WPC Crunching the Numbers
Envisioning a More Inclusive Future
Like many institutions across the country, we at W. P. Carey put ourselves under the microscope to examine ways we can do better to create a more just, equitable, diverse, and inclusive school. In that spirit, we launched a standing diversity, equity, and inclusion (DEI) committee to address longstanding and emerging places where we can improve. These numbers help show where we are right now. You can learn more about our efforts and progress at wpcarey.asu.edu/dei.
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Commitments to diversity, equity, and inclusion
We embrace open access to education and opportunity for all students as being central to our mission.

We believe that diversity is a necessary part of excellence, and reject any false opposition of diversity and merit.

We support robust and respectful discussion of the most pressing issues in society from the wide variety of perspectives in our community.

We respect, listen to, and center the voices of marginalized groups, and recognize that the impacts of our actions matter more than the intention.

We are unequivocal in our support of underrepresented and historically marginalized groups, and will not tolerate discrimination or hate.

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Faculty and staff training opportunities
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SafeZONE training in support of the LBTQIA+ community
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DEI Lunch & Learn series in partnership with the Center for the Study of Race and Democracy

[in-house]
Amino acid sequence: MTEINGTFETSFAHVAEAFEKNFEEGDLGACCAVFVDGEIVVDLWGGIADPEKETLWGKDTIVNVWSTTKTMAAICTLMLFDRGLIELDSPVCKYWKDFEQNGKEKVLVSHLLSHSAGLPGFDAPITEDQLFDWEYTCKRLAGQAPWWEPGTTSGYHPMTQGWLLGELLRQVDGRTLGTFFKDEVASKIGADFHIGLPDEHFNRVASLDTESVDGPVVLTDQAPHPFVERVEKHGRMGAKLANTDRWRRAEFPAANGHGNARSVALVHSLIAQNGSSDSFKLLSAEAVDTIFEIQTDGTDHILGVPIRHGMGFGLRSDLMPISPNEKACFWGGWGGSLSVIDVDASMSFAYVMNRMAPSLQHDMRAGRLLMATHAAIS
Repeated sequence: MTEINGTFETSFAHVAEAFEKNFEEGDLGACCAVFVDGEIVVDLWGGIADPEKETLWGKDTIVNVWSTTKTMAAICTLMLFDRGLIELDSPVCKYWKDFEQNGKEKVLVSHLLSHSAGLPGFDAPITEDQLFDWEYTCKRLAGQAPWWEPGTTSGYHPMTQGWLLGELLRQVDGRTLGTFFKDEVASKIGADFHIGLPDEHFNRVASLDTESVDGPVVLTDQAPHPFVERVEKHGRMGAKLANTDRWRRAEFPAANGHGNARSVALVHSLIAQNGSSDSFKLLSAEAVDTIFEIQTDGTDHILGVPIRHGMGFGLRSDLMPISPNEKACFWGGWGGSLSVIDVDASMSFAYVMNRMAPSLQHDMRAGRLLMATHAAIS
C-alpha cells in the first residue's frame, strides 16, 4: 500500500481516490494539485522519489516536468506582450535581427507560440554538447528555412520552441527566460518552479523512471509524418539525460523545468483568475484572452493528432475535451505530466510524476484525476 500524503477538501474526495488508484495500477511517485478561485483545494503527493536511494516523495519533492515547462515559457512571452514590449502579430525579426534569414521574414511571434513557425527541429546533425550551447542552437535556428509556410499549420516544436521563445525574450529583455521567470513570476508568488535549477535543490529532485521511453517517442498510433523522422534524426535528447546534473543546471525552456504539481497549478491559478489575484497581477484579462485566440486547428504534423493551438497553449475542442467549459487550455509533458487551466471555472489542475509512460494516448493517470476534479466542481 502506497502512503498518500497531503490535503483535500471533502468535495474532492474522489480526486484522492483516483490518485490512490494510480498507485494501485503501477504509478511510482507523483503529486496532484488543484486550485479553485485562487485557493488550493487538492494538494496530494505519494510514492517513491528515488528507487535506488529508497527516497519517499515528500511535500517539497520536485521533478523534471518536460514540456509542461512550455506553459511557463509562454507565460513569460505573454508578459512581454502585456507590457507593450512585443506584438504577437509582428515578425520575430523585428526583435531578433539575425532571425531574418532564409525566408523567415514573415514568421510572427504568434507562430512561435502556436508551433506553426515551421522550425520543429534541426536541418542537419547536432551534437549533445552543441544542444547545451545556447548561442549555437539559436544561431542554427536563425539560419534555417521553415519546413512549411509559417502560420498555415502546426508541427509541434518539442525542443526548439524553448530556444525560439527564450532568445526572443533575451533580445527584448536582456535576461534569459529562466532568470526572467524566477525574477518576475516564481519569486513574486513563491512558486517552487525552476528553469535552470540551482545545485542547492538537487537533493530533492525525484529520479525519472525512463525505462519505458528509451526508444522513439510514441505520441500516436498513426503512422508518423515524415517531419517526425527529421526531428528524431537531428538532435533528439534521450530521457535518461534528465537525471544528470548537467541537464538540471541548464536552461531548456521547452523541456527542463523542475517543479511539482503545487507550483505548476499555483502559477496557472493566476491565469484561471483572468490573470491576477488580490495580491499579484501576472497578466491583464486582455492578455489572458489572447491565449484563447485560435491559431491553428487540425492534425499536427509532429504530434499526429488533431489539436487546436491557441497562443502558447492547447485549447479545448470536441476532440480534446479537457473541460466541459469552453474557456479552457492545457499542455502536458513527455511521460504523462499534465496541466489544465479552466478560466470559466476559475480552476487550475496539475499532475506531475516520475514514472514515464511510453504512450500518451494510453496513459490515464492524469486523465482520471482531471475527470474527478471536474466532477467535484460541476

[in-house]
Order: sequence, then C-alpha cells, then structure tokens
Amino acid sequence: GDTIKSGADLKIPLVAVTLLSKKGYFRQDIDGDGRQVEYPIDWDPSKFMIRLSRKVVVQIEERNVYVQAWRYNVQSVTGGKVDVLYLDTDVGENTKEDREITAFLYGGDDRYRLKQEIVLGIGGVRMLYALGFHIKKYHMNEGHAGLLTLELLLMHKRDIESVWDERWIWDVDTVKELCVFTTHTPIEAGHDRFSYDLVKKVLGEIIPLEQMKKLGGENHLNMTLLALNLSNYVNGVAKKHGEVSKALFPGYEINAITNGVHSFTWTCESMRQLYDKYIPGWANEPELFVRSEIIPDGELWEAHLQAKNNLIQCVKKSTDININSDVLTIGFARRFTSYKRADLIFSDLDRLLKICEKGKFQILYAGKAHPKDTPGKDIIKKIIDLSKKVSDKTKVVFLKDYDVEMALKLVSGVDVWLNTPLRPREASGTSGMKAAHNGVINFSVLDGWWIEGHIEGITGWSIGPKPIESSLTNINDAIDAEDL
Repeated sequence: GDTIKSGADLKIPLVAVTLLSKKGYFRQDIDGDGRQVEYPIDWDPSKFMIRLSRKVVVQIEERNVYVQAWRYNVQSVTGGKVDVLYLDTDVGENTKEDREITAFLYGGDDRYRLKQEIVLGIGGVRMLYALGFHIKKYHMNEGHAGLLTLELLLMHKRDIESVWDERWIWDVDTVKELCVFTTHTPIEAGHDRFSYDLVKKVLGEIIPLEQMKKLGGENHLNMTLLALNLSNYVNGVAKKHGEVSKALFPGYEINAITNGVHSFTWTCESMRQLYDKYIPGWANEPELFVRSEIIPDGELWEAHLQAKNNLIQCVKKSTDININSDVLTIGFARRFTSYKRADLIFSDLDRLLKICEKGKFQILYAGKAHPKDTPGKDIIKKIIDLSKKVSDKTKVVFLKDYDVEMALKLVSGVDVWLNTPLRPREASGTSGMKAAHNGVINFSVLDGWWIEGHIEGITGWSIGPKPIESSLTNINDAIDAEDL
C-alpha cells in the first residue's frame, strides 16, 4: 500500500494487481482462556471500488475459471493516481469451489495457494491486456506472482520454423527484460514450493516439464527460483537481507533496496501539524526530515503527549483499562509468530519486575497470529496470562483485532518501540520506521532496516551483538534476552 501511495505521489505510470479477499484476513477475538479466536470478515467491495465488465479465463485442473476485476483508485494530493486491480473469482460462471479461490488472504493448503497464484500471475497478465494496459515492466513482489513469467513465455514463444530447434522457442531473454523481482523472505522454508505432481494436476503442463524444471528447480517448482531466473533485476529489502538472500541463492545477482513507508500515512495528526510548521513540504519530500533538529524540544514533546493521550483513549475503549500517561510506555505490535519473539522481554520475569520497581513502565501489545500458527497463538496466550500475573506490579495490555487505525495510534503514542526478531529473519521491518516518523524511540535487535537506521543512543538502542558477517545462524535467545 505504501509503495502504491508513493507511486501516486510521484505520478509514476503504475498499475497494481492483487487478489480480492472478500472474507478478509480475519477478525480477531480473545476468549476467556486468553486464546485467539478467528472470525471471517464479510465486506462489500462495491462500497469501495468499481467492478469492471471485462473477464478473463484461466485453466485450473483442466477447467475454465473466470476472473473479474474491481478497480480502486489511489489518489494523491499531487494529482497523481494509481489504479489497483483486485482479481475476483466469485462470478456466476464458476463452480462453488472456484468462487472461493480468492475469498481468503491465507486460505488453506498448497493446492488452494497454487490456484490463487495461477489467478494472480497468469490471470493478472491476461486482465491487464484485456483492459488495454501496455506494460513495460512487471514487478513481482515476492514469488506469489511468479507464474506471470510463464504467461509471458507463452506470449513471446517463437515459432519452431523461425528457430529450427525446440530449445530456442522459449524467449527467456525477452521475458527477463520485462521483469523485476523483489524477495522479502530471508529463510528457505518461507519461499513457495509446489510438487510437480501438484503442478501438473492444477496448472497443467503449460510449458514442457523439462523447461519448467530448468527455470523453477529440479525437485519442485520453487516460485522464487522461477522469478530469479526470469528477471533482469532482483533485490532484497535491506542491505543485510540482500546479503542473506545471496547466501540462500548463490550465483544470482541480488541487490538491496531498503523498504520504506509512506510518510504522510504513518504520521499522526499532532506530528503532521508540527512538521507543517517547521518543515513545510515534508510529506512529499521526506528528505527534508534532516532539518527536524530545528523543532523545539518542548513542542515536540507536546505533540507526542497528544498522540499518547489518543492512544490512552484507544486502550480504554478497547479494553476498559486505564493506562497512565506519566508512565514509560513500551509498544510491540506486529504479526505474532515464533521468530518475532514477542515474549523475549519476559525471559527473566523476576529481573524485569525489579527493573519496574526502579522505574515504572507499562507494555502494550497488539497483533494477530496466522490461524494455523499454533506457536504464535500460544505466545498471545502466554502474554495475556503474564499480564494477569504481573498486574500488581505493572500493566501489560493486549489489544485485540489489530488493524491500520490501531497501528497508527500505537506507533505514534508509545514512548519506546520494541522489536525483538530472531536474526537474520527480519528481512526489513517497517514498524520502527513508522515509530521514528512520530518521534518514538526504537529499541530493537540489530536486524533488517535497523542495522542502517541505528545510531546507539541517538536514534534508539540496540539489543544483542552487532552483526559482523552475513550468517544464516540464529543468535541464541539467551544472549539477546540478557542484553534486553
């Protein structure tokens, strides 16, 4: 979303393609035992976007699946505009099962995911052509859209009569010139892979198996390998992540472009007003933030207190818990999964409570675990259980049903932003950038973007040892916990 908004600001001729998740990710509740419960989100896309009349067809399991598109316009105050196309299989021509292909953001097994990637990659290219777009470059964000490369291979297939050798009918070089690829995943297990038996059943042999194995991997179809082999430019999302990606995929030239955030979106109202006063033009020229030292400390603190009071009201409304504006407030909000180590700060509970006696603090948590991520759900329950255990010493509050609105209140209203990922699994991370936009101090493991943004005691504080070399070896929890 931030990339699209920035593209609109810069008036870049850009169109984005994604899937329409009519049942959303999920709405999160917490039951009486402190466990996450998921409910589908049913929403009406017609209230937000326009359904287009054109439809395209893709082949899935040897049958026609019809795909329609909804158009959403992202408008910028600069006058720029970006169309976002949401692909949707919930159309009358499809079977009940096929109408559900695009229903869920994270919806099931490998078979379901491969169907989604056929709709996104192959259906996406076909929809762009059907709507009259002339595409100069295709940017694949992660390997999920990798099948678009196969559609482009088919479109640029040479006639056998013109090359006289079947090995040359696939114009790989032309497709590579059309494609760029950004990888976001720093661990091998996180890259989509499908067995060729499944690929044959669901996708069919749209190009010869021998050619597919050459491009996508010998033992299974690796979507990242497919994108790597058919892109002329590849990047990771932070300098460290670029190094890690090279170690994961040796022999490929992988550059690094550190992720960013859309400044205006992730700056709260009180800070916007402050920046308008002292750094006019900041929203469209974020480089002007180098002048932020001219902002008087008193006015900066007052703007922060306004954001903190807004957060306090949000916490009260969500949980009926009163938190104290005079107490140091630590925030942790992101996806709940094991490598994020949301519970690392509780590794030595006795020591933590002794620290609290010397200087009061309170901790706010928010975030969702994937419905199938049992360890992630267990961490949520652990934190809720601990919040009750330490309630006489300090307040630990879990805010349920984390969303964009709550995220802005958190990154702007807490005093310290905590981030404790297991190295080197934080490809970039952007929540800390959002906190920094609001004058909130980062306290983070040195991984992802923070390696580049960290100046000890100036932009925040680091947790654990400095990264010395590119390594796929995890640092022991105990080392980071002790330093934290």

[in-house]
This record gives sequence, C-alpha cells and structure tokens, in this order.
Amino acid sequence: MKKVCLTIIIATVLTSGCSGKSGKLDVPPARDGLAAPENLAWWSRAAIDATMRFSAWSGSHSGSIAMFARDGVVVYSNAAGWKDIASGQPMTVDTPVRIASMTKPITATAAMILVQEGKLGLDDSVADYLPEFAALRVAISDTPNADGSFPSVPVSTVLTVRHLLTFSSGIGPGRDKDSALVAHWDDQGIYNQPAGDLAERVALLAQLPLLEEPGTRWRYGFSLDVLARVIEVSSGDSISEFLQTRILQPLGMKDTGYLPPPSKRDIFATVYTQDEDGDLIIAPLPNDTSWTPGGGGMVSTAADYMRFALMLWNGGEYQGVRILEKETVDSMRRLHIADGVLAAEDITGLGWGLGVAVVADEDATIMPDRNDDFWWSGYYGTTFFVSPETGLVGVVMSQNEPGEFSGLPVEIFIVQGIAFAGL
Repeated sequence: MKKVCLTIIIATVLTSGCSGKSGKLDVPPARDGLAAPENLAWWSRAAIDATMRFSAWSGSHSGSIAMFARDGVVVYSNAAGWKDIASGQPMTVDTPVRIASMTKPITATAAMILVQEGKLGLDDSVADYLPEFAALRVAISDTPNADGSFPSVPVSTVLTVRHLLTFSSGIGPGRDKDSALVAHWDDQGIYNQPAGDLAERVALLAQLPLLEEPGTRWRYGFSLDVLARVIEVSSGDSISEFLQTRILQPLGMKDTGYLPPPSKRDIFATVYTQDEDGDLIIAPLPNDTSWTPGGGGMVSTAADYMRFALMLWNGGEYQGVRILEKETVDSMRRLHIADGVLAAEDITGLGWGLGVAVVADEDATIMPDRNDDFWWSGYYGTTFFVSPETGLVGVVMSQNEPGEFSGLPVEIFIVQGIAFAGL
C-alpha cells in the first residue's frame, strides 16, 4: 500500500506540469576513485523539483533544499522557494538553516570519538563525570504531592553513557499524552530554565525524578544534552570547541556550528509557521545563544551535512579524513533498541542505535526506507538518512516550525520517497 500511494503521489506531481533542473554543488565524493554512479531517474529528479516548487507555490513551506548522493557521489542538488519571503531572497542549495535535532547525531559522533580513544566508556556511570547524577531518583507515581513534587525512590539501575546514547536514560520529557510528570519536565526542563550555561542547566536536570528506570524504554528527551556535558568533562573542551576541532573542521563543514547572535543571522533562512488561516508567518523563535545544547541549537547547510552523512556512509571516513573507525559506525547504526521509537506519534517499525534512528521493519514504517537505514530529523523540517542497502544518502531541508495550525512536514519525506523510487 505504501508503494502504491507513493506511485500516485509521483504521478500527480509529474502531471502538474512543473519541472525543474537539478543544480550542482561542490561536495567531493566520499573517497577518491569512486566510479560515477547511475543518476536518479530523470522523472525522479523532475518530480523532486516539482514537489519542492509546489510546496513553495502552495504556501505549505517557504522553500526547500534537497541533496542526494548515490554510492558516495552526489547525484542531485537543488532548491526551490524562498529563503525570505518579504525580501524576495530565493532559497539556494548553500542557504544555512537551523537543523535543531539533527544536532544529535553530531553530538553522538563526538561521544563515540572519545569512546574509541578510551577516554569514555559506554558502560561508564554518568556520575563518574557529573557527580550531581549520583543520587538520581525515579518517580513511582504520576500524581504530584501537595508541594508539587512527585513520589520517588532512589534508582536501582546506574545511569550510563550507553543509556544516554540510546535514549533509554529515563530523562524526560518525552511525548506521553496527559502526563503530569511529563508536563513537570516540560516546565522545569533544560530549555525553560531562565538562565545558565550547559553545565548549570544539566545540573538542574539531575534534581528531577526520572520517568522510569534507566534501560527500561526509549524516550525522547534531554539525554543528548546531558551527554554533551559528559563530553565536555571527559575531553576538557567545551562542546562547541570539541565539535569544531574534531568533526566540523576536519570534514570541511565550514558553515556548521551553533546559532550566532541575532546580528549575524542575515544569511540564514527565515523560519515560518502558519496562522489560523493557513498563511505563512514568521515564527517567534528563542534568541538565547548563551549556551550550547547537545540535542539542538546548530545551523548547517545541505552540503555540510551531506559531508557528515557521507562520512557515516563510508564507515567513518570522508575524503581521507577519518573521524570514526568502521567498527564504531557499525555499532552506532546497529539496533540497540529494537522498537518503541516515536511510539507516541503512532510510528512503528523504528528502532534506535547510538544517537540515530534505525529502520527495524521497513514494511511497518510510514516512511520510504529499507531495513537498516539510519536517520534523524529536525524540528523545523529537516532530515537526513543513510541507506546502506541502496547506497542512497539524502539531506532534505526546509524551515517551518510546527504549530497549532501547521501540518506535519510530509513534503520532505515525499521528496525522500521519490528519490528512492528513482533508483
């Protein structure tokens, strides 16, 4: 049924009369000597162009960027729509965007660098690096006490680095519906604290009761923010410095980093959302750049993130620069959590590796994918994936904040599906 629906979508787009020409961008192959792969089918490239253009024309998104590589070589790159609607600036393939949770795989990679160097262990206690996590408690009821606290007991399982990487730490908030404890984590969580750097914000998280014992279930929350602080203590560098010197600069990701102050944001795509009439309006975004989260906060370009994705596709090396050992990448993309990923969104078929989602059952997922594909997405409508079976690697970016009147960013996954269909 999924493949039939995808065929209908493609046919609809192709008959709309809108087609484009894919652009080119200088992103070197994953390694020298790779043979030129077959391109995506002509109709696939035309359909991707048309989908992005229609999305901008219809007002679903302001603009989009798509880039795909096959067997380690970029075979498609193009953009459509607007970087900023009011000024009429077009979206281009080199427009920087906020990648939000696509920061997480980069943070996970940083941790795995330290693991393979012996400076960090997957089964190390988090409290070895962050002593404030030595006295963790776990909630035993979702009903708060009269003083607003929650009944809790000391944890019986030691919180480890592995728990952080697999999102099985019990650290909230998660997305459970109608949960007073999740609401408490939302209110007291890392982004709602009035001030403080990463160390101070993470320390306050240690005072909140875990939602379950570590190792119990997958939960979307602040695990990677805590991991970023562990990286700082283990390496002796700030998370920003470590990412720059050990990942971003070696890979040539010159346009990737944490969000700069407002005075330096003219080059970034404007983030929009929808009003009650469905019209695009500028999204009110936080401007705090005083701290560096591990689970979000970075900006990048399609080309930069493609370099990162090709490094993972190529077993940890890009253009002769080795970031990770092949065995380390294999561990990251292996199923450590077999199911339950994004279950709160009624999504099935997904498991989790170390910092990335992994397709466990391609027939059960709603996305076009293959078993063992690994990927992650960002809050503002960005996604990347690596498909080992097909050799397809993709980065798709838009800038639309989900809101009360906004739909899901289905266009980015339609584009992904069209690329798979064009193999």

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Starbucks/ASU “To Be Welcoming” training
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DREAMzone training in support of our undocumented, DACA, and students with families of mixed immigration status
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W. P. Carey in the numbers
There are more than 40 student groups at W. P. Carey, including resource groups for students from a variety of backgrounds.
Student demographics
32% underrepresented, 12% international, 53% white, 1% unspecified
58% male, 42% female
Black Student retention
80.1% black student retention, 84.6% total retention
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First generation
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Veteran or active duty
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Greatest resources for minority students — The Princeton Review
19% first generation, 221 veteran or active duty, #6 greatest resources for minority students - The Princeton Review
ASU enrollment
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